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Curr Opin Neurobiol. 2015 Apr;31:244-9. doi: 10.1016/j.conb.2015.01.003. Epub 2015 Jan 17.

The intrinsic operation of the networks that make us locomote.

Author information

1
Department of Neuroscience, Karolinska Institute, SE-17177 Stockholm, Sweden. Electronic address: sten.grillner@ki.se.
2
Department of Neuroscience, Karolinska Institute, SE-17177 Stockholm, Sweden. Electronic address: abdel.elmanira@ki.se.

Abstract

The spinal cord of all vertebrates contains the networks that coordinate the locomotor movements. In lamprey, zebrafish and amphibian tadpoles these networks generate the swimming movements and depend primarily on ipsilateral excitatory premotor interneurons of the V2a type (zebrafish) generate the segmental burst pattern. In zebrafish they can be further subdivided into three subclasses activating slow, intermediate and fast muscle fibers. Inhibitory commissural neurons are responsible for the alternating pattern between the two sides of the body. Stretch receptor neurons sense the movements and provide sensory feedback. In mammals the locomotor pattern in each limb comprises four different phases including flexor-extensor alternation. Also in this case local ipsilateral excitatory V2 interneurons can drive rhythmic burst activity in individual muscle groups. The coordination between the two hind limbs appears to be controlled by separate sets of commissural interneurons (V0) most likely engaged in walk, trot and gallop respectively.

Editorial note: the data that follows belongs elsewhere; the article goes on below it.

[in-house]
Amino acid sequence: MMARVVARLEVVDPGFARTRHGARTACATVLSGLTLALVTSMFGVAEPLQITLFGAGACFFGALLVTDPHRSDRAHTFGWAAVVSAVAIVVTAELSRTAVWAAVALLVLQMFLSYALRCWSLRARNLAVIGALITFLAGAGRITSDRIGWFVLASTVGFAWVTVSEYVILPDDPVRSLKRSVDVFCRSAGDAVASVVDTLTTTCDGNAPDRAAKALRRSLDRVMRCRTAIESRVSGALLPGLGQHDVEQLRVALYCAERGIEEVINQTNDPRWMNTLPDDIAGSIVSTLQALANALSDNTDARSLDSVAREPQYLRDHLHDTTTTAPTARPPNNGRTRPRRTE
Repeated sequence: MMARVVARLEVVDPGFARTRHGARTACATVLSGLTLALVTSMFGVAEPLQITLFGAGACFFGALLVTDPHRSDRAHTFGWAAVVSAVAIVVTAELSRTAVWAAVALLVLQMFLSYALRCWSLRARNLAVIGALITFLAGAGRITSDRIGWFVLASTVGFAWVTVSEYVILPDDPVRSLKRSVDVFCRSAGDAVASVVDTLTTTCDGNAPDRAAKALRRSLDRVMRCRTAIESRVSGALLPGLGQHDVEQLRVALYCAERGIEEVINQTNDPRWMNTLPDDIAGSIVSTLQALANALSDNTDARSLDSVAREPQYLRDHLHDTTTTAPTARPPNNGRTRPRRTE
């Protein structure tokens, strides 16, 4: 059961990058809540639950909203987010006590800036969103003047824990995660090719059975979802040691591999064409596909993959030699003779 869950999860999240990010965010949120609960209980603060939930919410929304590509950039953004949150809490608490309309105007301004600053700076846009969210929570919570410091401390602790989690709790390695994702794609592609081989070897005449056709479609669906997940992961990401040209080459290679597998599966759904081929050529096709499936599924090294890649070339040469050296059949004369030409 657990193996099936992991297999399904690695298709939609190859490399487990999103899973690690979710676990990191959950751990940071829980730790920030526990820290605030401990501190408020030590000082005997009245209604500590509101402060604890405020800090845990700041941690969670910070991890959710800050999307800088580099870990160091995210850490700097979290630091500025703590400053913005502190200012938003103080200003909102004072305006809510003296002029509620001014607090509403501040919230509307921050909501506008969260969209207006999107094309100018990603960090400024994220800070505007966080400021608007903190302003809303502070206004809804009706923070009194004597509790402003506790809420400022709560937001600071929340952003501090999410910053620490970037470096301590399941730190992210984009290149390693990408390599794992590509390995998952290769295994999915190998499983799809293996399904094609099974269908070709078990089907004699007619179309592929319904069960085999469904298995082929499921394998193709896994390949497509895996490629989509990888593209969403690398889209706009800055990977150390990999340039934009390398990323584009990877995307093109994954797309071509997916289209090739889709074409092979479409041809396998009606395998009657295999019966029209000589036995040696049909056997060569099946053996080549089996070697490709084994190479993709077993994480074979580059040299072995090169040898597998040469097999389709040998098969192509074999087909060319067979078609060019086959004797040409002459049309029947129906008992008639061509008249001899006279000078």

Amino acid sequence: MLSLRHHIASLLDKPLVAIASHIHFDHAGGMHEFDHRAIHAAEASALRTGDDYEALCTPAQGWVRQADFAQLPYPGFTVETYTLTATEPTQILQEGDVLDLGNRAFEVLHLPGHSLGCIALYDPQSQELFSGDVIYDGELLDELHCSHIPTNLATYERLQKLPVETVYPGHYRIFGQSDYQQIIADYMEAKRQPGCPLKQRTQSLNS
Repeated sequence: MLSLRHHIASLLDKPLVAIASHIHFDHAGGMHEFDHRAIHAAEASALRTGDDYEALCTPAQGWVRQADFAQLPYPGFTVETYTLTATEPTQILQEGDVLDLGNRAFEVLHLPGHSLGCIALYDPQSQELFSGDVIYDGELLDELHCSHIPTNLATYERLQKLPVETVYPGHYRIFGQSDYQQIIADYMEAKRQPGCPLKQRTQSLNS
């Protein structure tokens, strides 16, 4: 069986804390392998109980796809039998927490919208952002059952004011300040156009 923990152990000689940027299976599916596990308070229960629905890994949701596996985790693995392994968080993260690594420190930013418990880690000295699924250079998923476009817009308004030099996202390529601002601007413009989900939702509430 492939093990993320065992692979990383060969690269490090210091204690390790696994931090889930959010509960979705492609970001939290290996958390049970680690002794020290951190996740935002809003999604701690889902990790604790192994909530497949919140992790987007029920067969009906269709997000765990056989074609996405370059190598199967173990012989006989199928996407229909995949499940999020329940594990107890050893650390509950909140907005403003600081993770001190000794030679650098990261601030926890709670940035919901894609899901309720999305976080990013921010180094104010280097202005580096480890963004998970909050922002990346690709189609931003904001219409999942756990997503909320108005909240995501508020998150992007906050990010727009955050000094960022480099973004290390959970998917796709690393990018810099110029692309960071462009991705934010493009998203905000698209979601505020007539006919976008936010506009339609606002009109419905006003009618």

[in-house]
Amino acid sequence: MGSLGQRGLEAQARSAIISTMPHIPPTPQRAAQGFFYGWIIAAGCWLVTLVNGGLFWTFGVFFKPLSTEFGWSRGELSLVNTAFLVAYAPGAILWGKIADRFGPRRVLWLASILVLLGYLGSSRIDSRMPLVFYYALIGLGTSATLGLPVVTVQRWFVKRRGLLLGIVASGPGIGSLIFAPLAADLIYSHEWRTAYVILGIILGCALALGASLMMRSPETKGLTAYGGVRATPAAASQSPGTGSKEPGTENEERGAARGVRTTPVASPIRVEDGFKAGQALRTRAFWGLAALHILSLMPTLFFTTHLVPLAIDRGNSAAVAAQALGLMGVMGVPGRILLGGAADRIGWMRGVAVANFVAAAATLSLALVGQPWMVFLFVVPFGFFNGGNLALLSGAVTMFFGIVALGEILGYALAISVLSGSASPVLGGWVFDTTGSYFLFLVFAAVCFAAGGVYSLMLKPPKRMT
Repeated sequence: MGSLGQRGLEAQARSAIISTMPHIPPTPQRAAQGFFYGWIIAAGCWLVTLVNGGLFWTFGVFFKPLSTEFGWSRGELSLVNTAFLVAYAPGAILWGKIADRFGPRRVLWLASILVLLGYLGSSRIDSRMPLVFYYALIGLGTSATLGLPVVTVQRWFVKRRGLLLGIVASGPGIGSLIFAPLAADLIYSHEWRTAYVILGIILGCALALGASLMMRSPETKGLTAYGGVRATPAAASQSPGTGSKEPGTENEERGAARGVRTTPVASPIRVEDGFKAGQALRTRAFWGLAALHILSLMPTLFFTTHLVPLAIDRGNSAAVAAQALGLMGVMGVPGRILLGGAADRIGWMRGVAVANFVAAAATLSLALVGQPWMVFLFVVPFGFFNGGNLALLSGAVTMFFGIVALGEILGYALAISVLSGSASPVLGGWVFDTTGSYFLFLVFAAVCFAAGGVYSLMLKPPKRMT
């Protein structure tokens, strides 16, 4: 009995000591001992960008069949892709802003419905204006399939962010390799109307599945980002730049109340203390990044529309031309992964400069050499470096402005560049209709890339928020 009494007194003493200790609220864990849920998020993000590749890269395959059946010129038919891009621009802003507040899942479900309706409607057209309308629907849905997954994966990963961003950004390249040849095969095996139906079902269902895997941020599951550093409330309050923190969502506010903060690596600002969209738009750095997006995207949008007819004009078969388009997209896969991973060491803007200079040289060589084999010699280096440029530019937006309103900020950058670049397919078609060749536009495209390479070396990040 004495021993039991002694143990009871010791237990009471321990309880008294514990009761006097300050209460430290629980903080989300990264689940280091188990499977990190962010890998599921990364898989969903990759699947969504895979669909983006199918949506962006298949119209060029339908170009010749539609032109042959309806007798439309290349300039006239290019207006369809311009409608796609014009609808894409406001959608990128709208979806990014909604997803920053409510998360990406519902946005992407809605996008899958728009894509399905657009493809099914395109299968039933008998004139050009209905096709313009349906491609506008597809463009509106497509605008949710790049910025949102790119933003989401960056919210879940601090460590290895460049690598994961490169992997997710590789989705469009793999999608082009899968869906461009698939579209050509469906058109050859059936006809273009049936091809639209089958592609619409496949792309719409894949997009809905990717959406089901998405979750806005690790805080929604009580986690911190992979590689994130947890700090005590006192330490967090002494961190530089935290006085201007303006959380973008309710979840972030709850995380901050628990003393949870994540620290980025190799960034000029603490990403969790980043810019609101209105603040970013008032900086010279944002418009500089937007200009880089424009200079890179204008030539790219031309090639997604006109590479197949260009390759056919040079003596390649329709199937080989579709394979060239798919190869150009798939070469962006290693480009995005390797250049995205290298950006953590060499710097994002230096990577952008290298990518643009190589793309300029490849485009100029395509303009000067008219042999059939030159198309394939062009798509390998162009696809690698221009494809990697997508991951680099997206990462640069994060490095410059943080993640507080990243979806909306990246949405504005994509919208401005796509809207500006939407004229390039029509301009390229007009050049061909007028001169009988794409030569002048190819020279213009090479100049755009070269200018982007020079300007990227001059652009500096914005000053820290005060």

PMID:
25599926
DOI:
10.1016/j.conb.2015.01.003
[Indexed for MEDLINE]

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